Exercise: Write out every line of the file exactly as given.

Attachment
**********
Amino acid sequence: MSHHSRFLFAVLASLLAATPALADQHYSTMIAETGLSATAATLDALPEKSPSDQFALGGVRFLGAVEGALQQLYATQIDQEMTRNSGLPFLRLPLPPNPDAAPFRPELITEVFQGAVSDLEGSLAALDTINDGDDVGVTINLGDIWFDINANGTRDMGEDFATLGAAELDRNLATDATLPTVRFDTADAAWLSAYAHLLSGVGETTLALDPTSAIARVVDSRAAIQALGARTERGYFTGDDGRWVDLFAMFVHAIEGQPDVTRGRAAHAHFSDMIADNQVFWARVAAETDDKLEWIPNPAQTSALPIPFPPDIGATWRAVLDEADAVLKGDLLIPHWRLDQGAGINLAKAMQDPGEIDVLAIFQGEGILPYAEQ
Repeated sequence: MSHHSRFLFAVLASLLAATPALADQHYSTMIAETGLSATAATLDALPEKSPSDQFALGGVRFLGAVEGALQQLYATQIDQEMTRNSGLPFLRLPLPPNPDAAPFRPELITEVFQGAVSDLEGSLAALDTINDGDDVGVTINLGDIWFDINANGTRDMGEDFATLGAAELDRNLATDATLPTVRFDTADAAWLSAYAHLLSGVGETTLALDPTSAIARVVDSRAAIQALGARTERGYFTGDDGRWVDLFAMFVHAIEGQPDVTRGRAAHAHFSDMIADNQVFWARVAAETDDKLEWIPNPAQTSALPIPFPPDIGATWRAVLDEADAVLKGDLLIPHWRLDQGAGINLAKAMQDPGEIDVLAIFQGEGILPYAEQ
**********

Amino acid sequence: MSHHSRFLFAVLASLLAATPALADQHYSTMIAETGLSATAATLDALPEKSPSDQFALGGVRFLGAVEGALQQLYATQIDQEMTRNSGLPFLRLPLPPNPDAAPFRPELITEVFQGAVSDLEGSLAALDTINDGDDVGVTINLGDIWFDINANGTRDMGEDFATLGAAELDRNLATDATLPTVRFDTADAAWLSAYAHLLSGVGETTLALDPTSAIARVVDSRAAIQALGARTERGYFTGDDGRWVDLFAMFVHAIEGQPDVTRGRAAHAHFSDMIADNQVFWARVAAETDDKLEWIPNPAQTSALPIPFPPDIGATWRAVLDEADAVLKGDLLIPHWRLDQGAGINLAKAMQDPGEIDVLAIFQGEGILPYAEQ
Repeated sequence: MSHHSRFLFAVLASLLAATPALADQHYSTMIAETGLSATAATLDALPEKSPSDQFALGGVRFLGAVEGALQQLYATQIDQEMTRNSGLPFLRLPLPPNPDAAPFRPELITEVFQGAVSDLEGSLAALDTINDGDDVGVTINLGDIWFDINANGTRDMGEDFATLGAAELDRNLATDATLPTVRFDTADAAWLSAYAHLLSGVGETTLALDPTSAIARVVDSRAAIQALGARTERGYFTGDDGRWVDLFAMFVHAIEGQPDVTRGRAAHAHFSDMIADNQVFWARVAAETDDKLEWIPNPAQTSALPIPFPPDIGATWRAVLDEADAVLKGDLLIPHWRLDQGAGINLAKAMQDPGEIDVLAIFQGEGILPYAEQ